The experience reminded me that none of us are immune to a self-doubt attack.  Learning to persist through it when it attacks us and stay the course rather than become paralyzed by it is the key.  Over time, your immunity to it builds up and you can get yourself through and over it much more quickly.

Here are three things to do to treat an attack when you are struck by it:

1.    Separate the self-doubt and name it

Recognize that the negative chatter is your own self-doubt brought on by a variety of factors.  Fear, negative past experiences, pressure, perceived risk of failure, self-validation through your success, lack of self-confidence or trust, parental or other people’s past voices of criticism, unfamiliarity, and being outside your comfort zone are all some of the common things that can trigger the self-doubt attack to hit.  As the chatter enters, pause, take a few deep breaths to reset and refocus, and bring the voices into separate awareness.

“Ah, there’s that negative chatter again”.  Give it a name.

When you separate from it rather than identify with it, you can hold it in your awareness and look at it from a distance and make a decision to silence it.

2.    Get past your ego

Remind yourself the purpose behind what you are doing.  What’s the driving force?  An ego-based purpose (to have people like you, to be admired, to be validated, to show how smart, talented, or whatever else you are, etc.) will feed the self-doubt plague.   Separate what you are doing from your ego and identify with the deeper intention and purpose you are trying to achieve.  When you make it about something bigger than yourself, the focus is no longer about you.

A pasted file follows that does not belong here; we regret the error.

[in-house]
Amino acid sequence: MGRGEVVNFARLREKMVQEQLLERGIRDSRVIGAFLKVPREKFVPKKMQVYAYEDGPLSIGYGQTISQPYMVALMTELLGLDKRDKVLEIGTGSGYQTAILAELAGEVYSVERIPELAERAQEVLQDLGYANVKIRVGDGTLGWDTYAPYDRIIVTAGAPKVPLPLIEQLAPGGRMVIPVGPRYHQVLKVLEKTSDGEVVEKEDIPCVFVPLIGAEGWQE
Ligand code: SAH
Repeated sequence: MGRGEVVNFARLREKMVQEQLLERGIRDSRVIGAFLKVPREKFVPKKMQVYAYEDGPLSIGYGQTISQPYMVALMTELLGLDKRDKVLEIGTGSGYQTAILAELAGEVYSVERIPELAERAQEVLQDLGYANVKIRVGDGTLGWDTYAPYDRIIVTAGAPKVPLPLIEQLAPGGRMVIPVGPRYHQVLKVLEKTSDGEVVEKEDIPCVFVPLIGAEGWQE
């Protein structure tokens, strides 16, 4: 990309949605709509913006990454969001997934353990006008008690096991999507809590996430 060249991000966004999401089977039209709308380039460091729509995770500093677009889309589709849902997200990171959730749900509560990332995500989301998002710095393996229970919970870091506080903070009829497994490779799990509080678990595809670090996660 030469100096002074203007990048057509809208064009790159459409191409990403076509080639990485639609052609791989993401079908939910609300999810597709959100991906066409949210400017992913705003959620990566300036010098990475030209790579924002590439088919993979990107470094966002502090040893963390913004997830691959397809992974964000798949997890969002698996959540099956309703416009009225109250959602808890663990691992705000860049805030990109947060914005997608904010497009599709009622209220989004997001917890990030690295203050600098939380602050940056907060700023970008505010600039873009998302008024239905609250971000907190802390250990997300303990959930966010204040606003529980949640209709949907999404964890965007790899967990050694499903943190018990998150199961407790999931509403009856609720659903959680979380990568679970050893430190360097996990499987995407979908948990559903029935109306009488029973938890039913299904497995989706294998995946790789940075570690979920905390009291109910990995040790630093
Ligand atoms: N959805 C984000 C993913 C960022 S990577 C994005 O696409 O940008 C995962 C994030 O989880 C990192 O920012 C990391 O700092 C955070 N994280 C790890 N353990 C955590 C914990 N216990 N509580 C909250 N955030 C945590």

3.    Get back to and stay in your center space

When self-doubt comes to the forefront, your body feels it.   Your nervous system goes into alarm mode.  Your energy gets off kilter and you are in your head focused on yourself.  When you are in that space, it is hard to be in a positive energetic flow and be at your best because you are so self-absorbed and so much is happening in your body.  Plant your feet on the ground firmly and close your eyes.  Imagine there are deep roots growing underneath your feet like a large tree.  Take a few deep breaths and feel yourself firmly on the ground.  You will literally be able to sense your body relaxing back and grounding itself to a center place.  Keep imagining those roots firmly underneath you and it is amazing how your mind starts to clear as your nervous system begins to settle.


Get back in touch with the center of your personal power and the unique contribution you bring to the table and bring it on!

As always, feel free to drop me a note with your thoughts and experiences on this topic.